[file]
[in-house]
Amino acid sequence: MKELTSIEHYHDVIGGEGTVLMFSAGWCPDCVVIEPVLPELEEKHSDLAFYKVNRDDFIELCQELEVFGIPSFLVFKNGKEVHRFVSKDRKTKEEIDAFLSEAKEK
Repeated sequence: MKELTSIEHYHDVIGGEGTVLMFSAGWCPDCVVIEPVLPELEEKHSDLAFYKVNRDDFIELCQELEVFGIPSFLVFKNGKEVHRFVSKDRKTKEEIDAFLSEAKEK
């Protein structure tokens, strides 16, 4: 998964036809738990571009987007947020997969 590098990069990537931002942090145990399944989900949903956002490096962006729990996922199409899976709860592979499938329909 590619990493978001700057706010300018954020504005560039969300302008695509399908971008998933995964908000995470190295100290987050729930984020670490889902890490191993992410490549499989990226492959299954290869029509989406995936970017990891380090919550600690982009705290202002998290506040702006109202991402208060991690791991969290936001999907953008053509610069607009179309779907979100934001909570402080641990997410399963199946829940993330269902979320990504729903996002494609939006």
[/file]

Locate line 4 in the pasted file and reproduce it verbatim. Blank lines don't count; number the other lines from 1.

């Protein structure tokens, strides 16, 4: 998964036809738990571009987007947020997969 590098990069990537931002942090145990399944989900949903956002490096962006729990996922199409899976709860592979499938329909 590619990493978001700057706010300018954020504005560039969300302008695509399908971008998933995964908000995470190295100290987050729930984020670490889902890490191993992410490549499989990226492959299954290869029509989406995936970017990891380090919550600690982009705290202002998290506040702006109202991402208060991690791991969290936001999907953008053509610069607009179309779907979100934001909570402080641990997410399963199946829940993330269902979320990504729903996002494609939006």